At IBM, innovation through the mid-twentieth century was not always a matter of technological advancement. Thomas Watson Jr. was as much concerned about improving the welfare of his employees as he was about selling the IBM ® System/360 or increasing net profit.
In the words of Thomas J. Watson Jr.
“This is a company of human beings not machines, personalities not products, people not real estate.”
Telephone address to employeesJanuary 30, 1958
“We believe in the importance of the individual in IBM and we'll never forget it. We think it's more important than the most fantastic electronic product that we could ever invent.”
“One of the proudest claims is the fact that people say IBM is a good place to work. I like to think that as we continue to grow we are not only going to live up to that claim, but make IBM an even better place to work.”
“It is essential for each of us to strive to retain originality and to maintain our identity as human beings.”
“We have always believed in IBM that our most important asset is our people and so we have followed a basic principle of trying to hire, train and keep the best possible people.”
Fair treatment and compensation were IBM hallmarks established by Thomas Watson Sr. In 1934, with the Great Depression hitting hard, he enacted his own "new deal," shifting factory employee compensation from piecework to an hourly wage basis. This was a portent of the reform his son would institute 24 years later. For thousands of IBM employees, the elimination of hourly wages certainly was about time.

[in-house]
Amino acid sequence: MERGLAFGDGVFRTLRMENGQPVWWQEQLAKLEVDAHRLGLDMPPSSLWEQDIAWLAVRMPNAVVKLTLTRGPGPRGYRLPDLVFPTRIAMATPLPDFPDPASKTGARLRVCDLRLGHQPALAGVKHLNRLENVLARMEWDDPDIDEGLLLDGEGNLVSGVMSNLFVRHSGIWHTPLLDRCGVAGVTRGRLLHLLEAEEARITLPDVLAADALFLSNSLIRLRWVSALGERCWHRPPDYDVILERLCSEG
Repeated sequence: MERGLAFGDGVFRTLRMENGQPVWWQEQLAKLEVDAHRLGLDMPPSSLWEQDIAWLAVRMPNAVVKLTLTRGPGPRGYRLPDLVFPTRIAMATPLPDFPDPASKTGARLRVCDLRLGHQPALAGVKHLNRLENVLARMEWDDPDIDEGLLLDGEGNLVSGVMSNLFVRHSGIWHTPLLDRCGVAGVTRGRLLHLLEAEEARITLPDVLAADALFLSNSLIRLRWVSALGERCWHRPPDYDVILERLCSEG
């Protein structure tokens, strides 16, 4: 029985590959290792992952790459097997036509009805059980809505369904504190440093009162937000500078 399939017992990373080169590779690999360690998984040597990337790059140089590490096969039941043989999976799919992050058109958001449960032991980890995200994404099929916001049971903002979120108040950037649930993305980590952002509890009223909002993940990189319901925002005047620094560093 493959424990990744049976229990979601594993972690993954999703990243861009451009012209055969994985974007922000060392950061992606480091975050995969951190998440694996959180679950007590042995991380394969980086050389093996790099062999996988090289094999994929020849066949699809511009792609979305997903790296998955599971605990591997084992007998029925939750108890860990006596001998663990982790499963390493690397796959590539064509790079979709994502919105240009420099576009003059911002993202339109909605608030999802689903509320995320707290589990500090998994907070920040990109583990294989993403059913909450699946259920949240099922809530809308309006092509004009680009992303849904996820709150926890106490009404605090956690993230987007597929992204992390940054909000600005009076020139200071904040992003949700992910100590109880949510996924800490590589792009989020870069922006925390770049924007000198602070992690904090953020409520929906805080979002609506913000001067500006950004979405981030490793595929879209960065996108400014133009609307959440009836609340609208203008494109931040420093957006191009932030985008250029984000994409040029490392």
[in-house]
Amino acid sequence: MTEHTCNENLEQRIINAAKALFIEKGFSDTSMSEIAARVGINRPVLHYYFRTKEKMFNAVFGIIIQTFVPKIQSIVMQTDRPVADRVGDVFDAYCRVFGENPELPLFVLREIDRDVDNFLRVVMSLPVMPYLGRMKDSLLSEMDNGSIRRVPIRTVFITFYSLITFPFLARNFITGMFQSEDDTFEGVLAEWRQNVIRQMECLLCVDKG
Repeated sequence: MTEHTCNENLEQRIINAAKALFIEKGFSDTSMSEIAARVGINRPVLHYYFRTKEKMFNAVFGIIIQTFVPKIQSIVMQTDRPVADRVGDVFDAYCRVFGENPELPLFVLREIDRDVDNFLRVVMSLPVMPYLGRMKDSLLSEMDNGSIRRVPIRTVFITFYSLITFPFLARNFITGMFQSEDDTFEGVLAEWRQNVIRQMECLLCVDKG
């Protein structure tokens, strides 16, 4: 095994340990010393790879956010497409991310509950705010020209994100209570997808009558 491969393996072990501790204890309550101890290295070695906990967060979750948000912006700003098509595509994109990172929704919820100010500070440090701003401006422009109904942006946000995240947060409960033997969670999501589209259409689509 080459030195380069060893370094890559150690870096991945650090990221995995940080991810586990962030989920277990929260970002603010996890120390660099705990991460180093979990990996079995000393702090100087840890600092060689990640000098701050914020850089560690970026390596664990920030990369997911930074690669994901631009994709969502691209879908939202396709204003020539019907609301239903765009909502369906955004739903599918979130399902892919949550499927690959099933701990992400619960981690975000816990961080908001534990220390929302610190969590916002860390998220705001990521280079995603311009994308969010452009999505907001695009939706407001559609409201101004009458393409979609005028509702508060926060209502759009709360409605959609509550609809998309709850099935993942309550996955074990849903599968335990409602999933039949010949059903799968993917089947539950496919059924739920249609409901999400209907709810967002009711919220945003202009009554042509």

A welcome surprise for IBMers
“... it's almost like getting a raise in pay. A couple of weeks ago I was sick for a day and a half, and that sort of hurt. But now that problem is solved.”
“Since I joined the company, I have been looking forward to the time when I would get on salary status. It has been one of my personal goals; now that I have reached it I think it will be an added incentive for me to go on.”
“At workbenches in IBM plants, in cafeterias, in company laboratories, wherever employees congregated to hear the announcement, murmurs of approval arose as the news came over the air. Neighbor looked at neighbor to see his reaction, and after the announcement they clustered in little groups to discuss their new status. Home telephones rang as men called their wives; those who didn't call rushed home after work to discuss the news at dinner. In car pools conversations were the same ... all about the new salary status.”